Given the extraordinary chemistry between the two leads, it's curious that Humphrey Bogart and Ingrid Bergman never appeared in another movie together, this being their one and only joint venture.
High school teacher Murray Burnett co-authored the play while on summer vacation.
In 2007, the American Film Institute ranked this as the #3 Greatest Movie of All Time.
In the 1980s, this film's script was sent to readers at a number of major studios and production companies under its original title, "Everybody Comes to Rick's". Some readers recognized the script but most did not. Many complained that the script was "not good enough" to make a decent movie. Others gave such complaints as "too dated", "too much dialog" and "not enough sex".
In the famous scene where the "Marseillaise" is sung over the German song "Watch on the Rhine", many of the extras had real tears in their eyes; a large number of them were actual refugees from Nazi persecution in Germany and elsewhere in Europe and were overcome by the emotions the scene brought out.
In the German version, the immortal line "Here's lookin' at you, kid", became, "Ich seh' Dir in die Augen, Kleines" which translates as "I look in your eyes, honey".
In the market scene, as one of the Resistance members is shot, the wall of the building behind him is painted with a picture of Marshal Pétain and a quote attributed to him. In English, the quote reads, "I keep my promises, even those of other people".
In the original script for Casablanca, then titled "Everyone Come to Rick's", Ilsa was not a 'virtuous' woman. She was living with an already married American business man. It was Rick who left her when he found out. And when she and Victor come to Casablanca, she is not married to him, either.
It is never revealed why Rick cannot return to America. Julius J. Epstein later said that "My brother and I tried very hard to come up with a reason why Rick couldn't return to America. But nothing seemed right. We finally decided not to give a reason at all."
It is unclear where the line, "Here's looking at you, kid," originated, but it definitely predated both Casablanca and earlier stage work by Bogart. On March 9, 1932 - 10 years before Casablanca - Eddie Cantor signed his name in cement at Grauman's Chinese Theater and wrote, "Here's looking at you, Sid" (referring to Sid Grauman, owner of the theater). Cantor certainly meant it as a take-off on "Here's looking at you, kid", which evidently was a line in circulation at the time.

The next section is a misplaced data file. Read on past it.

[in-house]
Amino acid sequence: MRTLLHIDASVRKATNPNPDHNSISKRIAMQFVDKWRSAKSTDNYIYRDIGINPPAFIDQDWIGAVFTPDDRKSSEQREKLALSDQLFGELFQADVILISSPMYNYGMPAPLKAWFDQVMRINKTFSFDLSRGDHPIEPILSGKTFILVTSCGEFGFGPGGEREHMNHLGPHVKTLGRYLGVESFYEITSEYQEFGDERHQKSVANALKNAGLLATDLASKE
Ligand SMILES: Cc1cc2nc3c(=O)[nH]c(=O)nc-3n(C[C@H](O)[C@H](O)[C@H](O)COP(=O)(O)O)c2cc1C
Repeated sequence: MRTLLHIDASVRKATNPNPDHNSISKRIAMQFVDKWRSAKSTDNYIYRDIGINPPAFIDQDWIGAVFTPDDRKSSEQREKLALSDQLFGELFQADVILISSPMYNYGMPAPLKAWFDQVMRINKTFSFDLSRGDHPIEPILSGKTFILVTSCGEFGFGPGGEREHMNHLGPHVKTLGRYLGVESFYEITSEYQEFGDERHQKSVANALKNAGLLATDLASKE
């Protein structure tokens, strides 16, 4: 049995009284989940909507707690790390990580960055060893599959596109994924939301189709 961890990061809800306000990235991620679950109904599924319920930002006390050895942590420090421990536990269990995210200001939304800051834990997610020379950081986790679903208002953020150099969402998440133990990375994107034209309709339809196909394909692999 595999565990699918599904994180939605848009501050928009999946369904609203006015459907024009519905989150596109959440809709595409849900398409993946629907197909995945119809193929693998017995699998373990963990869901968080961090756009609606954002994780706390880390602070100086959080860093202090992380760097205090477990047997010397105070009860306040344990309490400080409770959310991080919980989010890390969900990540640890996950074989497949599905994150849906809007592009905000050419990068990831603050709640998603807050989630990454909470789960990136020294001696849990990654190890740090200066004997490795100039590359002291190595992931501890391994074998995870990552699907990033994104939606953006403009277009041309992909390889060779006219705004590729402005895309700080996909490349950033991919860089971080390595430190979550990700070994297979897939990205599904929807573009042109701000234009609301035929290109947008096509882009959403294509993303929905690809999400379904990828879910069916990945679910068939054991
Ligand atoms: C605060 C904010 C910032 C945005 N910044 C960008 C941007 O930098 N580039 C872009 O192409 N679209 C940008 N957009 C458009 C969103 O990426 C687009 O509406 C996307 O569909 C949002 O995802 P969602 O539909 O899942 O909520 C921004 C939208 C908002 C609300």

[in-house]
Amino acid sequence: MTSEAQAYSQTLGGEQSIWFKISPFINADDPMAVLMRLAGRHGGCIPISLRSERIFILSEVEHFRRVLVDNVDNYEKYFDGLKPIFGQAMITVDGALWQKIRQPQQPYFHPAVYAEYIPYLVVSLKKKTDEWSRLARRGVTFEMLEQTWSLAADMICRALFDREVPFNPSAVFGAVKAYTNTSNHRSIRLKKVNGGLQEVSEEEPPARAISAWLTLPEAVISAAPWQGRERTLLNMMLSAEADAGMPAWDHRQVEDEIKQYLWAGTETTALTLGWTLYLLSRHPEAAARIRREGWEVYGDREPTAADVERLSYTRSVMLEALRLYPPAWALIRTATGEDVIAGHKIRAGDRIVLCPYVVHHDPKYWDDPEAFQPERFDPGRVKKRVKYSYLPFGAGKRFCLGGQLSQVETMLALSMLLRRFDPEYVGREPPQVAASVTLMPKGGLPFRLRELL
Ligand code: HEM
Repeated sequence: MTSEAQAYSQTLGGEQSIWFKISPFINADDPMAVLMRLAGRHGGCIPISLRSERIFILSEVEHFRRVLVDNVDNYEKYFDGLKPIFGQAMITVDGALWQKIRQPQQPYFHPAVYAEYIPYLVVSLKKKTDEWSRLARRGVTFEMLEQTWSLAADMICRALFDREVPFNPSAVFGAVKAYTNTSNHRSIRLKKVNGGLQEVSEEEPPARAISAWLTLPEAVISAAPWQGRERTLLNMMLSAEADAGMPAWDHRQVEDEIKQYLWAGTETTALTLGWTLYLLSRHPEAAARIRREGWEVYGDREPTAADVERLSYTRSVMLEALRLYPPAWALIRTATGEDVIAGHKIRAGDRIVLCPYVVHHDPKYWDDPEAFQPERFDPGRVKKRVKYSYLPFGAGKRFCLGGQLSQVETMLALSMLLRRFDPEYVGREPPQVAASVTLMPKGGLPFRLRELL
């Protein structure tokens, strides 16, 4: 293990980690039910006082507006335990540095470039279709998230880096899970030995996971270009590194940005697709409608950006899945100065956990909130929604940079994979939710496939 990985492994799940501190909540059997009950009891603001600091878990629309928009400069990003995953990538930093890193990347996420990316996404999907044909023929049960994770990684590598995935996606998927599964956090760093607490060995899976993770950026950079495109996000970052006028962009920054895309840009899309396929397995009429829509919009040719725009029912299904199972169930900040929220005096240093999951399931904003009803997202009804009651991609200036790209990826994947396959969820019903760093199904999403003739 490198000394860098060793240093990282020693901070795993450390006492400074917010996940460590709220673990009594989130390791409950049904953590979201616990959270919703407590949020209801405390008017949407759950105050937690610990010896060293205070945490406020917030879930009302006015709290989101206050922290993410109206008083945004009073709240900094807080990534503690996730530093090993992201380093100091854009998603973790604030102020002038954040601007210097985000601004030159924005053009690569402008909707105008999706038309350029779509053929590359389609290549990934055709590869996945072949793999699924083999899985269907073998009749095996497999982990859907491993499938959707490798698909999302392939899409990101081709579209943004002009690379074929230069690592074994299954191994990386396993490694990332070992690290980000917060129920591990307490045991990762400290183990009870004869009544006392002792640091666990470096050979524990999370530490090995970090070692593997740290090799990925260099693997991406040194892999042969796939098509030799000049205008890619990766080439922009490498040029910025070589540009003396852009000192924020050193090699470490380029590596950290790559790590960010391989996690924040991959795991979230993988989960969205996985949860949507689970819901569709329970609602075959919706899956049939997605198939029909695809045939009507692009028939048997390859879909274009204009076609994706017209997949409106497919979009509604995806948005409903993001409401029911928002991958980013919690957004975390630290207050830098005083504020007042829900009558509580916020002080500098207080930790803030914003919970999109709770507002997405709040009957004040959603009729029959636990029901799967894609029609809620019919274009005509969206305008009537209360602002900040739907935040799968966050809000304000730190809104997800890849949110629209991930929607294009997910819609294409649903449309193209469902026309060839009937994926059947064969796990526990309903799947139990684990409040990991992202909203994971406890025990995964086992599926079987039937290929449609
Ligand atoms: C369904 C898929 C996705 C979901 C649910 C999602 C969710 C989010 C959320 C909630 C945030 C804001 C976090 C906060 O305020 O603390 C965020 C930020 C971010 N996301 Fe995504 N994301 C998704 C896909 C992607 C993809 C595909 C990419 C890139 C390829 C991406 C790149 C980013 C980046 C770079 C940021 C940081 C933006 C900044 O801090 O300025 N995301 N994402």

It was claimed when the movie was in release that Jack Benny can be seen briefly in it.
It was reportedly Humphrey Bogart's idea to have Rick be a chess player (when we first see Rick he is playing chess against himself), though some say it was writer Howard Koch's idea.
Just before he shot Maj. Strasser (Conrad Veidt), Humphrey Bogart ad-libbed the line, "All right, Major, you asked for it." But Hal B. Wallis pointed out that this made it look as though when Strasser drew his gun first it was self-defense. Veidt was recalled and the scene reshot without the added line, but the original version was used in the trailer for the movie.
Many of the actors who played the Nazis were in fact German Jews who had escaped from Nazi Germany.
No one knew right up until the filming of the last scene whether Ilsa would end up with Rick or Laszlo. During the course of the picture, when Ingrid Bergman asked director Michael Curtiz with which man her character was in love, she was told to "play it in between". Since the ending was not the final scene shot, there are some scenes where she *was* aware of how everything would turn out, and these include the scene in the black market with Rick and the scene in the Blue Parrot where Ferrari offers the Laszlos one exit visa.
Other actresses considered for the part of Ilsa were Edwige Feuillère, Michèle Morgan and Tamara Toumanova. Ingrid Bergman was one of the first choices, but she was under contract to David O. Selznick, who was stalling because he wanted her for For Whom the Bell Tolls. Selznick finally agreed when he learned that the Epstein brothers and Michael Curtiz were working on the film, all of whom he respected and trusted. Warner Bros. also agreed to loan Selznick the services of Olivia de Havilland in return.
Producer Hal B. Wallis considered Hedy Lamarr for the role of Ilsa, but she was then under contract to MGM (which wouldn't release her) and she didn't want to work with an unfinished script anyway. She later portrayed Ilsa in a 1944 radio show based on movie scripts, "Lux Radio Theater". At the time both Ingrid Bergman and Humphrey Bogart were overseas entertaining the troops. Rick was played on radio by Alan Ladd.
Producer Hal B. Wallis nearly made the character Sam a female. Hazel Scott, Lena Horne, and Ella Fitzgerald were considered for the role.
Renault tells Rick he knows that he ran guns to Ethiopia, referring to Italy's invasion in 1935. In the Italian version of the picture, Renault's line became, "You ran guns to China."
Reportedly, many of the shadows were painted onto the set.